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 In the situation of covid-19, the forms of "audience distribution" and "online ensemble" have rapidly spread as methods of music presentation. The former means that the performers gather and perform in an unattended box with no audience, and the latter means that the performers perform ensemble in a remote state via an internet application. Both are immediate actions/resistance by musicians to these emergencies, and I do not intend to agree or deny them. However, at the same time as the “audience performance” and “online ensemble” gaining the advantage of “lightness” of both main guests, the strength of the “place” such as the concert hall, which is a condition of the conventional media, is naturally lost. (It's a personal impression, but many online ensembles feel almost like greenhouse-grown man-made plants). There have been some examples of the result resulting in mere alibi work by musicians. The most vigilant thing is to "unconditionally" tune into the "culture power" slogan of the last century, the "power of culture," screamed by the government and some charisma, and lightly take advantage of these shows. Regardless of music, art or genre, artists should be lithe and cunning at all times.

 To describe my personal desires in such an emergency, there is a unique situation that only manifests itself under any abnormalities, and I would like to respond and stick to it. Taking the sound environment as an example, the endlessly repeated TV commercial music (/soundscape) of  Great East Japan earthquake was obsessively engraved on the minds and bodies of many people-at least to myself. Such a "singularity" that deviates from everyday life can be one of the triggers to capture everyday things from an alternative perspective.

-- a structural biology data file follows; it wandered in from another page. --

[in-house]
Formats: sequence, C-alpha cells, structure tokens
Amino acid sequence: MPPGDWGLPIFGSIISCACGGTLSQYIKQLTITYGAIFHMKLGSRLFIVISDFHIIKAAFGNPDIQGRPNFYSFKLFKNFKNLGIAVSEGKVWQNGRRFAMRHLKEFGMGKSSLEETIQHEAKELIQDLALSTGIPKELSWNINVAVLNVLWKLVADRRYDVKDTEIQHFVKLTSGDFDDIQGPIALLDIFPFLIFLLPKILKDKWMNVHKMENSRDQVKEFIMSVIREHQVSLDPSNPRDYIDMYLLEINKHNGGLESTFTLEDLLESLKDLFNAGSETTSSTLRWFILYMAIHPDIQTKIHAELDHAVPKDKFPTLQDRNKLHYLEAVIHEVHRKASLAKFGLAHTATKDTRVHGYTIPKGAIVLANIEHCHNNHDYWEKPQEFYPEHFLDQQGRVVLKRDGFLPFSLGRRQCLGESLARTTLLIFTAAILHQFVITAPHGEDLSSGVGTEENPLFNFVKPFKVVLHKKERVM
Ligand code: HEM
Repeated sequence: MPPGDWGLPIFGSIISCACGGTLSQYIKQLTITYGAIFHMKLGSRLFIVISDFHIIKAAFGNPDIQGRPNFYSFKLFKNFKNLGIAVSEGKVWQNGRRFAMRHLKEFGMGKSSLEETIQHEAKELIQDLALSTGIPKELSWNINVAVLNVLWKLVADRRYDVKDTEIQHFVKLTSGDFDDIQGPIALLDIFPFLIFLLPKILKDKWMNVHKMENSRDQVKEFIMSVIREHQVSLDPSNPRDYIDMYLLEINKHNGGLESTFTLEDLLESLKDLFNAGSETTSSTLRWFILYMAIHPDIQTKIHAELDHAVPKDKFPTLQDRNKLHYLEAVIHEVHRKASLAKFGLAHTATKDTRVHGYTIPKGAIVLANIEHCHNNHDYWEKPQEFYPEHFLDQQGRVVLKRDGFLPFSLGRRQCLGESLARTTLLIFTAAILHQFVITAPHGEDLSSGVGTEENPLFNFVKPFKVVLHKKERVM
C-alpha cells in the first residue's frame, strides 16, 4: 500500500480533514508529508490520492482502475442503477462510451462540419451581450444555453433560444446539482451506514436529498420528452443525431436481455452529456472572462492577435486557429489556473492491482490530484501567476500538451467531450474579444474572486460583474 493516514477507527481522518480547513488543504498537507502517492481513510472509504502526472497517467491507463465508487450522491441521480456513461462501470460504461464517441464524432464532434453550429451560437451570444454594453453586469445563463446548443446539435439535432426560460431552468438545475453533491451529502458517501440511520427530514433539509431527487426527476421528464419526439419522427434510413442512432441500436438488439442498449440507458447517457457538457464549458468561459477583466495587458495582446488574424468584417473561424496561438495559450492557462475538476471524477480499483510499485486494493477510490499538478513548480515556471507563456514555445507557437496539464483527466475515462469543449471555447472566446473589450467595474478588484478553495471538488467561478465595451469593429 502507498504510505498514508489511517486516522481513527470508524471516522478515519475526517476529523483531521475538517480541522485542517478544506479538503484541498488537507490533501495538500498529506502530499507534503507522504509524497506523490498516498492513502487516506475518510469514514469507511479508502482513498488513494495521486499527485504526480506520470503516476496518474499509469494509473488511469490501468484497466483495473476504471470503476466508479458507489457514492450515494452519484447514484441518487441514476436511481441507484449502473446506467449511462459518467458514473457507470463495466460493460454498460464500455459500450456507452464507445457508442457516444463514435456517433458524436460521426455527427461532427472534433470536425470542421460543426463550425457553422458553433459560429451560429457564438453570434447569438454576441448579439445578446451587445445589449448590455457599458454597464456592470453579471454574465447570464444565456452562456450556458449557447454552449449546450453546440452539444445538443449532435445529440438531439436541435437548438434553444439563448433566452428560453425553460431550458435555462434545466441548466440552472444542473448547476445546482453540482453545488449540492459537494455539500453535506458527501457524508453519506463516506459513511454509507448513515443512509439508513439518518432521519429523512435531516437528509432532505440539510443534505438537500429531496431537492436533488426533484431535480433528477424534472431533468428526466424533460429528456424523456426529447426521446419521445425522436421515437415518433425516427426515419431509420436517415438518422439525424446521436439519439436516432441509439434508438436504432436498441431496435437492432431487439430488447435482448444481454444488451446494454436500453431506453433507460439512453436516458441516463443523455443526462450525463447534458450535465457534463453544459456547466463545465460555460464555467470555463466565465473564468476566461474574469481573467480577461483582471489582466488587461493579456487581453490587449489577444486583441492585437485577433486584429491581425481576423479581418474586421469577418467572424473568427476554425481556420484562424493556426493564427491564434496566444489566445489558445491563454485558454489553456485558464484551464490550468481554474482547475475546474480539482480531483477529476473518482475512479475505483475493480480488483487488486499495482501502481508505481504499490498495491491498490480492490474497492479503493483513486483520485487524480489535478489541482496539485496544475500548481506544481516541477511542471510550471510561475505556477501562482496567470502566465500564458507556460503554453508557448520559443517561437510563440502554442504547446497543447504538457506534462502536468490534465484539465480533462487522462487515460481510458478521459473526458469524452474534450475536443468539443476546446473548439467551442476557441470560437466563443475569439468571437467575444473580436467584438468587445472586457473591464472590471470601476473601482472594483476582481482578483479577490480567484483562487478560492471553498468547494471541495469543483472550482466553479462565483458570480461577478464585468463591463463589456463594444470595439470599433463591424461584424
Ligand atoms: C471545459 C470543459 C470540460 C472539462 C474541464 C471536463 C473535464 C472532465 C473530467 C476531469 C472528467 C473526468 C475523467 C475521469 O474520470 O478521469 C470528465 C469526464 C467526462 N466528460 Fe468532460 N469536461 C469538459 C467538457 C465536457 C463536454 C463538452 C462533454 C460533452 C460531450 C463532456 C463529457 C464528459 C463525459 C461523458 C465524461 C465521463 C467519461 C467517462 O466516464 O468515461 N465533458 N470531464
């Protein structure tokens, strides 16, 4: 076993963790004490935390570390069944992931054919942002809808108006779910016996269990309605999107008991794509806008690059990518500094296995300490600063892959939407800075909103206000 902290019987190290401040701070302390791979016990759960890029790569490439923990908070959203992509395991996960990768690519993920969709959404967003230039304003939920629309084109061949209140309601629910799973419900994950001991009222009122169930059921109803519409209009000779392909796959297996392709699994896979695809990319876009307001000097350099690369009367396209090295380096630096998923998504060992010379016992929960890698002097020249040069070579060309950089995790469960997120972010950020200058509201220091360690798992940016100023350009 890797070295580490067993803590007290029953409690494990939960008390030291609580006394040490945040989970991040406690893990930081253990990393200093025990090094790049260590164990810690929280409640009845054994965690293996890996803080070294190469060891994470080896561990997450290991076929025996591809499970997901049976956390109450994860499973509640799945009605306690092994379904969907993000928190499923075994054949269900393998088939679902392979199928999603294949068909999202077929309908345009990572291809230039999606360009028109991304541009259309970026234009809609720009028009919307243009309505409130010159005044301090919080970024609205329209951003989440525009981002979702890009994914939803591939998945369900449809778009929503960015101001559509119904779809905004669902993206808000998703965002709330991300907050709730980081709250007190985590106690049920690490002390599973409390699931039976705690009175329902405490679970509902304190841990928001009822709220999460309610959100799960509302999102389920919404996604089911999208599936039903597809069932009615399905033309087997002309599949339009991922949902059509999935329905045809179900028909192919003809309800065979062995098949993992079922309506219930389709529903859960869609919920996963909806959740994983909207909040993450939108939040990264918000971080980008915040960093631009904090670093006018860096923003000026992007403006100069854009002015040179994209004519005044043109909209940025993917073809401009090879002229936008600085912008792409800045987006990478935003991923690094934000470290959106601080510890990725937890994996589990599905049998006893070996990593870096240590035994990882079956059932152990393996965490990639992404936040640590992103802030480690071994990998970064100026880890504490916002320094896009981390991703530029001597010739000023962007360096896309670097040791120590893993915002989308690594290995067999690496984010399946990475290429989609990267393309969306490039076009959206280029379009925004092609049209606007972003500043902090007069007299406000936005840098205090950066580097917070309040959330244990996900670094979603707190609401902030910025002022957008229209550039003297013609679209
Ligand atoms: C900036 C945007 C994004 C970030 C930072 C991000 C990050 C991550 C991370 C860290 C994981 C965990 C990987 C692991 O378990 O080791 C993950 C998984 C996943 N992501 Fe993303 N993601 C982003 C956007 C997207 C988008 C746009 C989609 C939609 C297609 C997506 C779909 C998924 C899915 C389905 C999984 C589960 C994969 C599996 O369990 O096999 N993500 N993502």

What I am paying attention to as this "singularity" is "silence", specifically that in concert spaces and other live spaces. Every silence in music begins and ends with the end of the note. This silence exists at various levels such as phrasing, movements, songs, and interludes, but I call it "silence of expectation" as a whole. However, as entertainment activities such as live performances and concerts have not been held due to being banned halfway, and now that it will not be resumed, it is not "expectations" in that space. It is "silence of anxiety" that neither ends nor begins.

This work is a collection of this "silence of anxiety" in one room via the Internet. Due to the recent disconnection of music and physical live spaces, musicians who have been unconditionally submissive to the place until now have also been unconditionally subjugated in cyberspace. However, now that various assumptions that have been implicitly understood have collapsed, it may be possible to listen to the ground that is invisible/audible in everyday life. In was to reveal of such historical objects, so far the music and (in the past), and I want to try the verification of the "future".

Ryuichi Ono

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